CNS Canada — CBOT soybean futures posted solid gains over the past week, coming to a five-and-a-half month high on Tuesday.
Weather guided the soybean trade, rather than the U.S. Department of Agriculture’s acreage and stocks reports.
John Weyer, co-director of the commercial hedge division at Walsh Trading, said soybeans came in near or above consensus.
The report put planted soybean acres at 85.139 million, which compares with the average industry estimate of 85.171 million acres. U.S. farmers planted 83.701 soybean acres in 2014.
U.S. grain stocks for soybeans were at 625 million bushels, according to the USDA report, compared with an average industry estimate of 670 million bushels.
The report was neutral to bearish based on numbers, Weyer said, but the trade is taking it higher in the bullish run.
“We’re near a record here. Our feeling is that the trade is disregarding that and relying more on the recent weather that we’ve had here — particularly heavy rains, flooding,” he said.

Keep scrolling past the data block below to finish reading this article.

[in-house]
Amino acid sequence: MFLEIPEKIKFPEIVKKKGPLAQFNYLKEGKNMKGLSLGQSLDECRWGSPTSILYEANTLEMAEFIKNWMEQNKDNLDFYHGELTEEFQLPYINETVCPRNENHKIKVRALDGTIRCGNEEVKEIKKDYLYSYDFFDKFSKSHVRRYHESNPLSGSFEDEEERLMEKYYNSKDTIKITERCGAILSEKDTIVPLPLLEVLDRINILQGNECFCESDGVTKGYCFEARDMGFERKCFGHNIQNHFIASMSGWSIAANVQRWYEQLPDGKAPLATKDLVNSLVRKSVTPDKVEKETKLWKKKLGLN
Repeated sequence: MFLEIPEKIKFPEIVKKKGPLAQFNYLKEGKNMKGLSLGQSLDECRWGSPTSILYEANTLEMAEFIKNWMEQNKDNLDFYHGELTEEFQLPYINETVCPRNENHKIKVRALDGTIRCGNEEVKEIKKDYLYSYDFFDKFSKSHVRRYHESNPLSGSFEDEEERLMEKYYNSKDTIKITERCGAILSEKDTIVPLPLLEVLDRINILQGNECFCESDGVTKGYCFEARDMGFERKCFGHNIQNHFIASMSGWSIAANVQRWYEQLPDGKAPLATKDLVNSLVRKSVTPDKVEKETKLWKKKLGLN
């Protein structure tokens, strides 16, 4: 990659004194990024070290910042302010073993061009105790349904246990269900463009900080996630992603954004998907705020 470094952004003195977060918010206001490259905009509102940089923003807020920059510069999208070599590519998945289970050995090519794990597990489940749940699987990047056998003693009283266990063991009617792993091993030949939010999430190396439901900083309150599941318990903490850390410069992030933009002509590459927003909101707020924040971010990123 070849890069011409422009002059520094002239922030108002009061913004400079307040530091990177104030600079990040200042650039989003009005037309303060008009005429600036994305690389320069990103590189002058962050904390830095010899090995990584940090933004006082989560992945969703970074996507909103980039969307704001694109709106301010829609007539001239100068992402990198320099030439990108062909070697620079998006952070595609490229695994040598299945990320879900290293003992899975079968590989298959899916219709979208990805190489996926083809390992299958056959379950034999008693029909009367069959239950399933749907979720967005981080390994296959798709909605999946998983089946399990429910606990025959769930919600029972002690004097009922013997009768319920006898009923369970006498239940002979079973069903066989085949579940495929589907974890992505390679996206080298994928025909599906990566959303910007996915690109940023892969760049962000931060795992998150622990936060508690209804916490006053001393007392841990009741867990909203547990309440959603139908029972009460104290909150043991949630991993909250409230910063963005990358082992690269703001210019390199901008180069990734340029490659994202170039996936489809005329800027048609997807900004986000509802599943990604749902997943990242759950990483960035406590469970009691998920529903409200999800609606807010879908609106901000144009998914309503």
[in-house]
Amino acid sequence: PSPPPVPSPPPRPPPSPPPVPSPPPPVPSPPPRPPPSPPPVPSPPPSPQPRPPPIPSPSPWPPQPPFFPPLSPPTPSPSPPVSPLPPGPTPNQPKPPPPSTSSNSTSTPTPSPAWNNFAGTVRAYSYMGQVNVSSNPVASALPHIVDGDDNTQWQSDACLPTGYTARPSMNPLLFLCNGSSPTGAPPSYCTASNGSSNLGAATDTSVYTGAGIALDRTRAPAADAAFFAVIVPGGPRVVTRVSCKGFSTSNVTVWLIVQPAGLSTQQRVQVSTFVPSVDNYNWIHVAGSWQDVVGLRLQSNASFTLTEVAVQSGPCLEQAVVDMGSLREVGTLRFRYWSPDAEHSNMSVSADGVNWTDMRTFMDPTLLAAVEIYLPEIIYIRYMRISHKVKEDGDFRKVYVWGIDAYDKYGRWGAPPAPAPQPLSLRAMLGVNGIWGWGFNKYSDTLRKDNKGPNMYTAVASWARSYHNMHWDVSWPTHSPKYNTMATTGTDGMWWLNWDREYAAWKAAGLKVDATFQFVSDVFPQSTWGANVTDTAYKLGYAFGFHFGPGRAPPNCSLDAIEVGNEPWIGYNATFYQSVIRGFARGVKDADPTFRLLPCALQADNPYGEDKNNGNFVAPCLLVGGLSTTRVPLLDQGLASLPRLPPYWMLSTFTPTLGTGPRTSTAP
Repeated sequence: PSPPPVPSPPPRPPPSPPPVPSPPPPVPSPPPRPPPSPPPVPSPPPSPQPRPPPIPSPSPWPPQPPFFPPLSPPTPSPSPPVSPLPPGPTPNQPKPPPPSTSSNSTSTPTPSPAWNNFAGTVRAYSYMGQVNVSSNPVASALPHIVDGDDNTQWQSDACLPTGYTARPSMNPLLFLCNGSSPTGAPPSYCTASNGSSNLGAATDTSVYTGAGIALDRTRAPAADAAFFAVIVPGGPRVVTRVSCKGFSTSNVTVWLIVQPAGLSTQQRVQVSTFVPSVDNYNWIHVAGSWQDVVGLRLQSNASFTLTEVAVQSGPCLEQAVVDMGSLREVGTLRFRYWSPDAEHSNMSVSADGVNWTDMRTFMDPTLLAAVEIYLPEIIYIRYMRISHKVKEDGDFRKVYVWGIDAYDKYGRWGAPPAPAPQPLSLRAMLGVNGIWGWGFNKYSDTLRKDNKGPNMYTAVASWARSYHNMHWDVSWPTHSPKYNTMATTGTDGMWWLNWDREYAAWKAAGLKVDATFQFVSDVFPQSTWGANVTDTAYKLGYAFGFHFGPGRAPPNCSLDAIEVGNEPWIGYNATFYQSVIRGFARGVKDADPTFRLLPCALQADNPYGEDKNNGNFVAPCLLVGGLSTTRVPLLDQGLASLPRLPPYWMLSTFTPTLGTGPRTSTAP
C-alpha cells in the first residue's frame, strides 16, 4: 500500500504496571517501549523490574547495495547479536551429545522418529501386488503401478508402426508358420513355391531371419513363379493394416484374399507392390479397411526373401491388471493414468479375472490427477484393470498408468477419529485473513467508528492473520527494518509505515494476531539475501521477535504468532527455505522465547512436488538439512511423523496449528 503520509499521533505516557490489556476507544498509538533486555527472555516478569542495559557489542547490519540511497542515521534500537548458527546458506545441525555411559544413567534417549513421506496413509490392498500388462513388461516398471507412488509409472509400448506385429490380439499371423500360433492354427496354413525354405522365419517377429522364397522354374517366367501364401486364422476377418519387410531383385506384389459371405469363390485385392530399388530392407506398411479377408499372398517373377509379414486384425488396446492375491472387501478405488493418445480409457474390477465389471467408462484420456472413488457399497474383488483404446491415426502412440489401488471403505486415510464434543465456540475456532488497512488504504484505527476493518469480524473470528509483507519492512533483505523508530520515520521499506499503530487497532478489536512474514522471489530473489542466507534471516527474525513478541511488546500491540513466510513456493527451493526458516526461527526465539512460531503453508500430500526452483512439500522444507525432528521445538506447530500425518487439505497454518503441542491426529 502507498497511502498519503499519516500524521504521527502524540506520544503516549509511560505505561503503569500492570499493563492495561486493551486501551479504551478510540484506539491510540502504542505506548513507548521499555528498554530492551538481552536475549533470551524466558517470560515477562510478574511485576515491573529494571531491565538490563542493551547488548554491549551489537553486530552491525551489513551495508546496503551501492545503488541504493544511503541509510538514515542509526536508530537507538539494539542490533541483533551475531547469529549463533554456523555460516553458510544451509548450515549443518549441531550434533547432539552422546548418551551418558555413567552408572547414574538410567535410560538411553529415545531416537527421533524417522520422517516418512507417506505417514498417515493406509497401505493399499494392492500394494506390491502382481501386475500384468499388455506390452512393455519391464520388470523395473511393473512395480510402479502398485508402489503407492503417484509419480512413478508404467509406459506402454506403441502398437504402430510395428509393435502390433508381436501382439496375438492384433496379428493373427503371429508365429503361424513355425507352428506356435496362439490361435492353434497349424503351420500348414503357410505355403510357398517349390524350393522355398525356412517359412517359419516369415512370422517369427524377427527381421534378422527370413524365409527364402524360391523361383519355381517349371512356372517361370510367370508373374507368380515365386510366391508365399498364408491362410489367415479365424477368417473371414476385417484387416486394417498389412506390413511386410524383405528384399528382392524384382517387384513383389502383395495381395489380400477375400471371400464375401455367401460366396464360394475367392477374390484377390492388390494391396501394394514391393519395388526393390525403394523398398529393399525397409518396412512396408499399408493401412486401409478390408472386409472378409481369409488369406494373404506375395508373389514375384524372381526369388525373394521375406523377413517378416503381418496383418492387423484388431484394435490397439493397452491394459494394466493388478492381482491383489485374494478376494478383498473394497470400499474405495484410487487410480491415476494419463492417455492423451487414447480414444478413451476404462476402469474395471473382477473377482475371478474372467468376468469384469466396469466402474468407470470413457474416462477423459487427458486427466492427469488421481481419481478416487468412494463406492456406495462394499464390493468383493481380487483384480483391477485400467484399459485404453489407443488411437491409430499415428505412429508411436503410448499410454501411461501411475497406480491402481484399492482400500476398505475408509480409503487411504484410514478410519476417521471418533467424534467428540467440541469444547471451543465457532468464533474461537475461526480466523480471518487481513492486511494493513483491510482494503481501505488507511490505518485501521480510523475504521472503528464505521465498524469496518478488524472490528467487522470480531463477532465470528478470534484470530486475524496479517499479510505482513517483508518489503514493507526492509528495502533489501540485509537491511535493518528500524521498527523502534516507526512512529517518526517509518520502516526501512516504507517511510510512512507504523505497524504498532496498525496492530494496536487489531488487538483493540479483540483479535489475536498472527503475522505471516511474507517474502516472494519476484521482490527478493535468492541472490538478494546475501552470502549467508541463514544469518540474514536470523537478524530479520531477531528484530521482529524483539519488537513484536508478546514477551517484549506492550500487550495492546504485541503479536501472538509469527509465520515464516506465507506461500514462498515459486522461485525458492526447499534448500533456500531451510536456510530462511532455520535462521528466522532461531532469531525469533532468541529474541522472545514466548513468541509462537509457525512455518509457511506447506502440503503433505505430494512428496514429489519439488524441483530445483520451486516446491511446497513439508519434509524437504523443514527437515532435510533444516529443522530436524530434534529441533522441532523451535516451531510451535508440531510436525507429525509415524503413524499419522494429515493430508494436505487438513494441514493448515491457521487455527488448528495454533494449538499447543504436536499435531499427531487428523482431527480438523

As long as the U.S. stays wet, prices will continue to jump higher, he said, and he had initially put an upside target at $10.20 (all figures US$).
“When you’re in weather trade, you sort of have to respect that it might go right through those levels,” he said — and it did go through those levels. November soybean futures on Tuesday hit a high of $10.38.
Less corn area
USDA’s report showed a drop in corn acreage, which should have a bullish effect on prices in weeks to come.
The USDA report put planted corn acres at 88.897 million, compared to the industry average of 89.292 million. Last year farmers planted 90.597 million acres.
U.S. grain stocks for corn were at 4.47 billion bushels, according to the USDA report, compared to an industry average estimate of 4.555 billion bushels.
“We’re hearing a little bit of concern for the corn — what kind of yield they’re getting — because the stuff that’s emerging is emerging into flooded fields,” Weyer said.
December corn futures hit a high of $4.3225 on Tuesday, and Weyer said prices have the potential to move further as traders keep weather concerns at the forefront.
“If weather keeps up and we’re hearing more stories of crop condition — anything negative — there is going to be a three to four per cent move.”
— Jade Markus writes for Commodity News Service Canada, a Winnipeg company specializing in grain and commodity market reporting.